CLEARFIELD – The case against a Morrisdale man accused of stealing funds from his employees was discussed in Clearfield County Court.
Timothy Lee Kephart, 55, Hummingbird Road, Morrisdale, an inmate of the jail, is charged with 78 counts of theft by unlawful taking, 328 counts of theft by deception, 78 counts of receiving stolen property and 100 counts of theft by failure to make required disposition of funds received.
Kephart is currently serving a 46-month sentence at the Federal Correctional Institution at Loretto for his involvement in a $3.6 million check-kiting scheme against a bank in Huntingdon, Ohio, according to a previous press release from District Attorney William A. Shaw Jr. Kephart will remain in the Clearfield County Jail as this case moves through the court system.
Kephart’s attorney, Chris Pentz, had previously filed motions requesting specific information on the charges. There are many allegations and he is looking for a list of which actions resulted in each of the many charges.
Shaw stated during a hearing that the reason the case was scheduled for court that day was because they wanted to put a plea agreement on the record. But, “we were unable to reach an agreement,” he told President Judge Fredric J. Ammerman.
The case will now continue to move toward a trial, which is scheduled for two weeks in late July.
Shaw did say he would make the charges more specific and do an amended list with information on each count.
Pentz noted that after he reviews the list, there may need to be some adjustments to the grading of the charges.
Ammerman asked Shaw to provide the amended information to Pentz by June 15. The case is set for jury selection June 18.
The criminal complaint in the Clearfield County case states that Kephart was the president of the Kephart Trucking Company, and led the company in its day-to-day operations. During this time period, employees’ paychecks depicted that money was being withheld for a number of items, including 401K contributions, 401K loan repayments and medical insurance coverage.
However, it was found that the withholdings were not being utilized for the appropriate purposes, and the monies were instead being held in the company checking account and used for other expenses, causing a shortage of individual 401K funds and a lapse in payment of insurance premiums.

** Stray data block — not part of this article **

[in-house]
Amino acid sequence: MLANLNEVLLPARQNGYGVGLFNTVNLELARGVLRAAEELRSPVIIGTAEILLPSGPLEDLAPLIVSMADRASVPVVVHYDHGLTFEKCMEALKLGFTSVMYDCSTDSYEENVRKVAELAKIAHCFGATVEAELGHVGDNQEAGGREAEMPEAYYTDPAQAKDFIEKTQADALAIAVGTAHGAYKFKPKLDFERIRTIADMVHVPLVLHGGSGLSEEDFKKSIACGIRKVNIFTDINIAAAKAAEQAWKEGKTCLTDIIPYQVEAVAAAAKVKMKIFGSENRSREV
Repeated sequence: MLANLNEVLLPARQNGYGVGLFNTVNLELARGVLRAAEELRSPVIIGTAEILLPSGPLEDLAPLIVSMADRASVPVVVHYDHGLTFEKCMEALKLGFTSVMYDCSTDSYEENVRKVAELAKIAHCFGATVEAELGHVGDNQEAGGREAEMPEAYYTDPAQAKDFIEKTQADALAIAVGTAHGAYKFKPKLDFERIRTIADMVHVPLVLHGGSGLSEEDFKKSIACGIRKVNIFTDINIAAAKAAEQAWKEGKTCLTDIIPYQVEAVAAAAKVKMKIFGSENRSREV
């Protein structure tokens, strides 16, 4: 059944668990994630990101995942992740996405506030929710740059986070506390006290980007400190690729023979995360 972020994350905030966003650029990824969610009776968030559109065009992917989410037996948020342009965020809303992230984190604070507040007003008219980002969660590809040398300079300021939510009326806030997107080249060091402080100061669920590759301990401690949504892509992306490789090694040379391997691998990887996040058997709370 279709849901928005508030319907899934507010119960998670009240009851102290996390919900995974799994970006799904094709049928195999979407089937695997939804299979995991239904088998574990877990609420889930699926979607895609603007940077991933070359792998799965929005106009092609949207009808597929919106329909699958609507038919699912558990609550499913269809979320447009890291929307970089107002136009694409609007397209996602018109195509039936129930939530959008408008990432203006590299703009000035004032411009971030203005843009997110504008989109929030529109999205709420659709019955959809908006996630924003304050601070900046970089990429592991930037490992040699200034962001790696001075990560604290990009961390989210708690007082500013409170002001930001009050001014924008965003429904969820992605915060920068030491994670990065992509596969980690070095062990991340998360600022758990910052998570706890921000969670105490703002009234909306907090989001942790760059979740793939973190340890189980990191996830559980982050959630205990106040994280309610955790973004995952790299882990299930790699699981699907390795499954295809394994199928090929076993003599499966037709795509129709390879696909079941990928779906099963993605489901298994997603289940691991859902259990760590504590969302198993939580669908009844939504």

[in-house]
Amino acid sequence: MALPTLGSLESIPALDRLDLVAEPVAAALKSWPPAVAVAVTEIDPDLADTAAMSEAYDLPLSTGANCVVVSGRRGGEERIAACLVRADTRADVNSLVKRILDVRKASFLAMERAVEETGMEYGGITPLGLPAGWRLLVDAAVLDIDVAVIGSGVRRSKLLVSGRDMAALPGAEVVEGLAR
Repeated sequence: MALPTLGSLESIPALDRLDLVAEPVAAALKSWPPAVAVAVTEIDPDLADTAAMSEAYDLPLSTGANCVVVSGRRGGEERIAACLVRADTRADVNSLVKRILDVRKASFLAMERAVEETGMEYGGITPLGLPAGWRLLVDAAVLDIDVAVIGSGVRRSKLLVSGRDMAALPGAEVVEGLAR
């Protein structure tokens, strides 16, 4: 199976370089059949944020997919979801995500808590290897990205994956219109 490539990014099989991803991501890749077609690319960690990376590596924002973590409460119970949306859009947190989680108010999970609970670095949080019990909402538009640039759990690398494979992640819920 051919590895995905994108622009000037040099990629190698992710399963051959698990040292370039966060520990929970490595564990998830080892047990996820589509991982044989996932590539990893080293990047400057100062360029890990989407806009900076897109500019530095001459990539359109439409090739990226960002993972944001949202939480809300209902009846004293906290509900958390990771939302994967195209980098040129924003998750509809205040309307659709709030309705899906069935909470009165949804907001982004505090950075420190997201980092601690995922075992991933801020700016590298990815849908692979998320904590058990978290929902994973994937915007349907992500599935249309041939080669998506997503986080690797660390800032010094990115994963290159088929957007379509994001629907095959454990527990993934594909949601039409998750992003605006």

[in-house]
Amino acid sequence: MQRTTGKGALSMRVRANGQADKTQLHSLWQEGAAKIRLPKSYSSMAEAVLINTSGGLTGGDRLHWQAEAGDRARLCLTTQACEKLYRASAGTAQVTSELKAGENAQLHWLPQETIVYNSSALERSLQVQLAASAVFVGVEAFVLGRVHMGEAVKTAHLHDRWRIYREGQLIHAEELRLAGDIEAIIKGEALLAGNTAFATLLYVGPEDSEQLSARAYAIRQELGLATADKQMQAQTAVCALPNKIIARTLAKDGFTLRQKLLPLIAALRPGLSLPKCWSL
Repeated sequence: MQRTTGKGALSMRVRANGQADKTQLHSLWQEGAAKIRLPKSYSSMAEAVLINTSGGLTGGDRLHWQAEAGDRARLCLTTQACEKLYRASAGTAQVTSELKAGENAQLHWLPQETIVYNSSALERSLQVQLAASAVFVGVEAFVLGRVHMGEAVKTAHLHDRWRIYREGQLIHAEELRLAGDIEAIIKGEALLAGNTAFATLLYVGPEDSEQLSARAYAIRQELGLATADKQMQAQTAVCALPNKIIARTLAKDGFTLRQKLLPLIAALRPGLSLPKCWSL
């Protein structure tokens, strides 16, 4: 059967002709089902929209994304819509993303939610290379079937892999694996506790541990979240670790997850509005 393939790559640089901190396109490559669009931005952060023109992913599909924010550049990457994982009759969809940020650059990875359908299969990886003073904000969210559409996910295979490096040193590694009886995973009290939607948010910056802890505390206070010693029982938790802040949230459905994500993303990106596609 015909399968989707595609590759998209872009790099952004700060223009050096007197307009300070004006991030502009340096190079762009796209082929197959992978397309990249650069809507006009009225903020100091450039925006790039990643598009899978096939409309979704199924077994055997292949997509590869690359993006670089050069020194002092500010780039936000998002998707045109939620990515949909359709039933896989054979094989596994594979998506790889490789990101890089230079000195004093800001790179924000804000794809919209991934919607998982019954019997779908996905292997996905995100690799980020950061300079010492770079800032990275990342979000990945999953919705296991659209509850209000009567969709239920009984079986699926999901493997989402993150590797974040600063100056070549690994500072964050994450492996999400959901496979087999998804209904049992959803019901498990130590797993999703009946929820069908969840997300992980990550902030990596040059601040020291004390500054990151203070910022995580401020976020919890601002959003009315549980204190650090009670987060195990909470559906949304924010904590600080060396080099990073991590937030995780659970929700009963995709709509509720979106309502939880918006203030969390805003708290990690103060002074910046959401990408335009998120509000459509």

As a result of Kephart’s failure to pay medical insurance premiums, the insurance company retroactively cancelled the insurance coverage, which caused a number of employees to be responsible for their medical bills. It was also determined that several employees were not paid for days of service or vacation pay.
After an extensive investigation, authorities discovered that there were 131 victims affected by the defendant’s actions. The victims reported that Kephart acknowledged the missing funds and assured everyone that they would be paid back; however, nothing was ever paid back to any of the victims.
The investigation involved several former employees of the company and creditors. The former controller for Kephart Trucking, Homer Neeper, told investigators he worked for the company for 43 years. He first started noticing things were “going the wrong way” in 1999-2000 after Wallace Kephart turned the company over to Timothy Kephart as the new president. The 401K plan was behind starting in November of 2011 to February of 2012.
In the spring 2012 when the company was in need of money, they began using a group of investors from Lancaster, which reported they invested $6 million in the business.
Police spoke with David Kephart, who had been the vice president of the company. He said his brother and Mark Michael made the decisions on the everyday running of the company. When he began questioning things, his relationship with his brother became more strained and eventually David Kephart was fired.
A contractor told police Kephart made personal checks out to him to pay for a $300,000 stable. Occasionally these checks would bounce and Kephart then wired money directly into his account. The contractor did not know from which account those payments originated.